By John McMillan
How many steelhead can you fit into a given watershed? Put another way, what is the carrying capacity of a given watershed for steelhead? This question, and its answer, are important for steelhead fishery managers, and anglers, as we collectively try to rebuild wild fish runs up and down the West Coast.
To be clear, we are talking about juvenile steelhead here — those young fish that become smolts and represent the future.
The short answer (like so many “answers” to questions of science), is: it depends. It depends on the characteristics of each river and stream. It also depends on the behavior of the fish — and new research is shedding light on why we might have to rethink how we estimate capacity for a species like steelhead.
This is the first in a four-part series dedicated to understanding the nuances of habitat capacity, and why it matters to managing steelhead. Today, we focus on the most fundamental component of capacity, the habitat.
Anglers and scientists share a common comprehension of rivers and steelhead, even if they aren’t aware of it. For example, most steelheaders know steelhead are simply more abundant in some streams. And within those streams, experienced anglers are able – after years on the water – to easily identify the most likely holding locations for steelhead. In essence, anglers basically create mental models of rivers based on their experiences, failures and successes. Scientists do the same, just more quantitatively. They count and track fish and measure habitat characteristics, then use that data to develop statistical relationships between steelhead and their habitat (see this paper for an example). Those relationships are the foundation for estimating how many steelhead a given river can support.
There are a variety of ways to estimate the steelhead capacity of a river. Some methods are relatively simple, relying heavily on a few habitat variables and then estimating relationships with steelhead across all of those habitats in a river. Other methods are more complex and focus on estimating survival of steelhead at different life stages and in different habitats. Nearly all these methods rely on a core set of habitat features that are widely known to be important to steelhead, and to salmonids in general. Here we will review those habitat features and briefly describe how they are believed to influence steelhead.
The first factor is stream size. Larger streams have more space, and all else being equal, more space generally can hold more fish. Think high school basketball field house vs. NBA arena.
Second, as mentioned earlier, some habitat is more suitable for steelhead than others. Steelhead seem to prefer intermediate stream gradients that contain a high frequency of riffles and runs with lots of boulder cover (with cover being a key component of that combination). In addition, juvenile steelhead often undertake extensive seasonal movements within watersheds, so habitat connectivity is also important. To paraphrase the immortal Jeff Spicoli, “All they need are some tasty riffles, some boulders, and they’re fine.”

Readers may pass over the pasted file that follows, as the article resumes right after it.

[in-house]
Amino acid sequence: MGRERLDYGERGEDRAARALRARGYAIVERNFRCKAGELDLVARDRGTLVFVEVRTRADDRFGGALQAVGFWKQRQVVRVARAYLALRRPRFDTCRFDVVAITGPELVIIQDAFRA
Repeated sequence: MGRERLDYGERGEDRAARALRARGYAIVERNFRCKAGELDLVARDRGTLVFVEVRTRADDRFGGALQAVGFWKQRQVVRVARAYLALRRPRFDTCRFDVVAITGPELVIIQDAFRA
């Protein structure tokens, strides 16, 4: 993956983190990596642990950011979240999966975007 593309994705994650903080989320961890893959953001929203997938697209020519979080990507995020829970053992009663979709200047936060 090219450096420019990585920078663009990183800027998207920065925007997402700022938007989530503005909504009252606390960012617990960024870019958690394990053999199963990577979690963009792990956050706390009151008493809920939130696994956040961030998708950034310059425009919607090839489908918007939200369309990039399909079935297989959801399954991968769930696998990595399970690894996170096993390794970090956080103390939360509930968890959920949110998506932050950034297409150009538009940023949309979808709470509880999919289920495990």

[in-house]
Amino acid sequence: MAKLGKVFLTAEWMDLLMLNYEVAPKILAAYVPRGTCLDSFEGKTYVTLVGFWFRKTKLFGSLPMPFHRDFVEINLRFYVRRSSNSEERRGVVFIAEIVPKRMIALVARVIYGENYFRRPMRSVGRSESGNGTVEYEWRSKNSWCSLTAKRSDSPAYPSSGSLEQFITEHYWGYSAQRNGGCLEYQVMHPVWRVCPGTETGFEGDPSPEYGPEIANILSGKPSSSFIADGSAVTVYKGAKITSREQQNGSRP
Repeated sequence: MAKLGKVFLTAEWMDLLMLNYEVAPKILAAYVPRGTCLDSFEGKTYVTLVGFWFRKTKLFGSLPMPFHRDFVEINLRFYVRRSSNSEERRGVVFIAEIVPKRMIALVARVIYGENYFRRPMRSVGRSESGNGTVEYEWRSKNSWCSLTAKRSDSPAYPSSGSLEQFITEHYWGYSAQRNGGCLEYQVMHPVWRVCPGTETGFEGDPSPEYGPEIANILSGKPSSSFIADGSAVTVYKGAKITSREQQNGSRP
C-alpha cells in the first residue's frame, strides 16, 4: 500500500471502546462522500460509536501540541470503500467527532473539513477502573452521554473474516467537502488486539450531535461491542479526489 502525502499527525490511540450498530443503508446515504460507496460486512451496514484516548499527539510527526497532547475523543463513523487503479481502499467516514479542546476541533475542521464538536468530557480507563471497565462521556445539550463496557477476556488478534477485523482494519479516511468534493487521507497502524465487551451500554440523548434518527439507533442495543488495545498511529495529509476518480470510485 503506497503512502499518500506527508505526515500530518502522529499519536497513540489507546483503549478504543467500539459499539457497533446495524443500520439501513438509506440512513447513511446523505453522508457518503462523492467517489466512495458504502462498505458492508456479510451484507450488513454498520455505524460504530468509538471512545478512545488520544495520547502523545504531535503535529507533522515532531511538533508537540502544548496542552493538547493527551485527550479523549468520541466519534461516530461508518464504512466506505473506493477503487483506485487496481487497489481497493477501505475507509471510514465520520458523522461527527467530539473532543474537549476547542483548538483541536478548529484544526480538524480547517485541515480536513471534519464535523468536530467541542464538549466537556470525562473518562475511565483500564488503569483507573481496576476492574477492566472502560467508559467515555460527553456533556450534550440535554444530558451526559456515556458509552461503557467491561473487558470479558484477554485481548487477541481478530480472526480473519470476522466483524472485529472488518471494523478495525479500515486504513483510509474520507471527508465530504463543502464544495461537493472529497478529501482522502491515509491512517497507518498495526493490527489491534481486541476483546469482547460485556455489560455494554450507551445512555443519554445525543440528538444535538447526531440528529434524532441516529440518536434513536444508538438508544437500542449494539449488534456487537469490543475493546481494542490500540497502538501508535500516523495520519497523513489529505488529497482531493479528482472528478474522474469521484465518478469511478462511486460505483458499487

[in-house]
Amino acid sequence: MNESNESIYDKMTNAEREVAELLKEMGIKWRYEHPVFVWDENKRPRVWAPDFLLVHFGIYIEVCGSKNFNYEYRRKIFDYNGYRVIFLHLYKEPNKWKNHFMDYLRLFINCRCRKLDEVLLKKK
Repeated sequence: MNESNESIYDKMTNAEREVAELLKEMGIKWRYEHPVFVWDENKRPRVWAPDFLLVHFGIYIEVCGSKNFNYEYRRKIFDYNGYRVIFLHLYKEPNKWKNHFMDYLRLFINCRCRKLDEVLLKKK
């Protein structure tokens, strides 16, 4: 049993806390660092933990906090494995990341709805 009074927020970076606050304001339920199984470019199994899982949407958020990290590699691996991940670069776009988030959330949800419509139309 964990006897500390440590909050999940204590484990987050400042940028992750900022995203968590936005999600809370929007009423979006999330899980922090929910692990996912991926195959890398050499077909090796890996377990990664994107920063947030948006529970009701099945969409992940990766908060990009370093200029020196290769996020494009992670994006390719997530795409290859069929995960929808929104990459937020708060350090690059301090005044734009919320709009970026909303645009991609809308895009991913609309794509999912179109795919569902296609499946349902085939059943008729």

Third, water temperature is very important. There is an optimal range of temperatures at which steelhead grow best, generally 55°F-68°F, and while steelhead are pretty tolerant of warmer temperatures, they aren’t carp. Nor are they cold-loving bull trout. So the temperature regime matters, and the more often temperatures are in the wheel-house for growth, the better the river is for growing steelhead smolts.
Lastly, food is critical. A stream is basically a cafeteria for teenage steelhead. Unfortunately, food is not always abundant nor easy to come by — not to mention there needs to be enough food to rear juveniles for 2-4 years (on average, at least). In general, more food leads to faster growth, which results in earlier smolting, thereby increasing the rate at which juveniles are converted to smolts.
Scientists take advantage of the patterns in habitat use, like an angler does, to better predict where fish are within a river and how many fish that river can support until they reach density dependence. Density dependence occurs when the size of the population begins to influence per capita growth of the population. In other words, above a certain threshold there are so many fish competing for food and space that there simply isn’t enough habitat for everyone.
The bottom line is that high quality habitat is the key to capacity, especially for a species like steelhead. Sea-run O. mykiss juveniles rear for extended periods in freshwater, which means they often need to survive multiple summers and winters, and be in good enough shape to undergo the arduous process of smoltification and migration to the ocean.
It is worth repeating: good habitat is key to healthy wild steelhead runs. This is why Wild Steelheaders United is working so hard to conserve, restore and reconnect steelhead habitat all across the West.
As we will discuss in future posts, salmonids have evolved behaviors to reduce density dependent effects and to take advantage of underutilized habitat to increase the productivity of the population. While most of the research we will cover is not focused specifically on steelhead, the results have numerous implications for how we think about steelhead capacity.
Wishing you a healthy, and fishy, 2018 — with enough tugs to remind you why wild steelhead are the great freshwater sport fish of western North America.